According to the panel commissioned by the National Space and Aeronautic Administration (NASA) to find out what went wrong with the Mars Polar Lander, has said that a confused sensor may have led the lander crashing into the Red Planet. NASA lost contact with the Mars Polar Lander on December 3, 1999, when it was due to land on Mars. Tests have revealed that deploying the spacecraft's landing gear might have fooled the sensor into thinking that the craft had landed. This may have led to a command to shut down the engines that should have, in fact, slowed the lander's descent. None of the scientists thought such a scenario could happen, probably different teams were testing different elements of the landing system.
The next lander, which is based on the same design, was originally planned for launch on April 2001. But one scientist who has worked on the project says that the launch may not go ahead, and if it does, the software will be altered to make sure the sensor resets after the landing legs open.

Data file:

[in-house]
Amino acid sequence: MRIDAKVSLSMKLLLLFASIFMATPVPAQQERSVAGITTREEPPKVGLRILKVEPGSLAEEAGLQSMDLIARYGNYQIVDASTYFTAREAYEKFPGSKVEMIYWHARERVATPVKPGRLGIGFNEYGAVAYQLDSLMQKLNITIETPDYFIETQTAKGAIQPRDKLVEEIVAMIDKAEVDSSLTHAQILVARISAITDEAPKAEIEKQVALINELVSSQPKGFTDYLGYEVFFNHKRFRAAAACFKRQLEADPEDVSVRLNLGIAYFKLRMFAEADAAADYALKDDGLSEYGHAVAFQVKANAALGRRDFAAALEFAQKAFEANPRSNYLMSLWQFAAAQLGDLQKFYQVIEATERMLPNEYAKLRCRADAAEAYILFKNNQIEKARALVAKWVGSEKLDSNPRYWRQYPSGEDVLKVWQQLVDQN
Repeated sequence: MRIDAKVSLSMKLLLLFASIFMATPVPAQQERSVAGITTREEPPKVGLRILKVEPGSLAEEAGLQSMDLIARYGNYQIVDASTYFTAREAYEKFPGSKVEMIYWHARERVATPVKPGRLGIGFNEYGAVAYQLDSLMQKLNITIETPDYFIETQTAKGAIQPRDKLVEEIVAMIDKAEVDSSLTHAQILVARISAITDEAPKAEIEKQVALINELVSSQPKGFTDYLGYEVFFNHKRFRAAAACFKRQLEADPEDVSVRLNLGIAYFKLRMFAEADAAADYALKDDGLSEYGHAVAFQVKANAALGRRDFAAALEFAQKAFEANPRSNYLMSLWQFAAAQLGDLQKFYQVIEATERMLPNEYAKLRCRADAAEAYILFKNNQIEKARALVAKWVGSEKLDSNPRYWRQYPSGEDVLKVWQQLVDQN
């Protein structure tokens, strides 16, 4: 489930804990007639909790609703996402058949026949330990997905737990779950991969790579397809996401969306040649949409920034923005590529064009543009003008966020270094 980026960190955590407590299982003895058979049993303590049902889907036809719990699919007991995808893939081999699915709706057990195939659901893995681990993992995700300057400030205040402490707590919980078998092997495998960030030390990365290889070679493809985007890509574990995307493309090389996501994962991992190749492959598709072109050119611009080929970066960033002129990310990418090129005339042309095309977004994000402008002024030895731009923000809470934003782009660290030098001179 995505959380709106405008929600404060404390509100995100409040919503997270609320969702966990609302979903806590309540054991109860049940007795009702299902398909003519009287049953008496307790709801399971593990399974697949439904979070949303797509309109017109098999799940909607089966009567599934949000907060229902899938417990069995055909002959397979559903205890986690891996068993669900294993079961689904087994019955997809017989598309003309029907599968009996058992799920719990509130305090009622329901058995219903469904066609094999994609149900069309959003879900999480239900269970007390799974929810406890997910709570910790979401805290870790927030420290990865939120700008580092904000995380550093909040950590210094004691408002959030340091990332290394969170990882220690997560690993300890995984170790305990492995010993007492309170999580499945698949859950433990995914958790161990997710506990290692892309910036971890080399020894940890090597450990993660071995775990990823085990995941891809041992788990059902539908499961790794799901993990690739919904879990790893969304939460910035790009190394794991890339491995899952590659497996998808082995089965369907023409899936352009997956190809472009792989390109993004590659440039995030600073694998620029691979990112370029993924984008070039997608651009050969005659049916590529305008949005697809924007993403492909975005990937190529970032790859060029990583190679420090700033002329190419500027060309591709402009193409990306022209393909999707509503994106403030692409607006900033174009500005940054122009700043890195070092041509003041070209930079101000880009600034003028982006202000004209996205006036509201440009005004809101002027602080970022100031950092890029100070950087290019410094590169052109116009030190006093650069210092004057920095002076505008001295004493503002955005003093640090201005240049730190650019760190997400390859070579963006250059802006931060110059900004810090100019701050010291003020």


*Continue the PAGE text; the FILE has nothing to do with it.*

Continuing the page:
We are a voice to you; you have been a support to us. Together we build journalism that is independent, credible and fearless. You can further help us by making a donation. This will mean a lot for our ability to bring you news, perspectives and analysis from the ground so that we can make change together.
Comments are moderated and will be published only after the site moderator’s approval. Please use a genuine email ID and provide your name. Selected comments may also be used in the ‘Letters’ section of the Down To Earth print edition.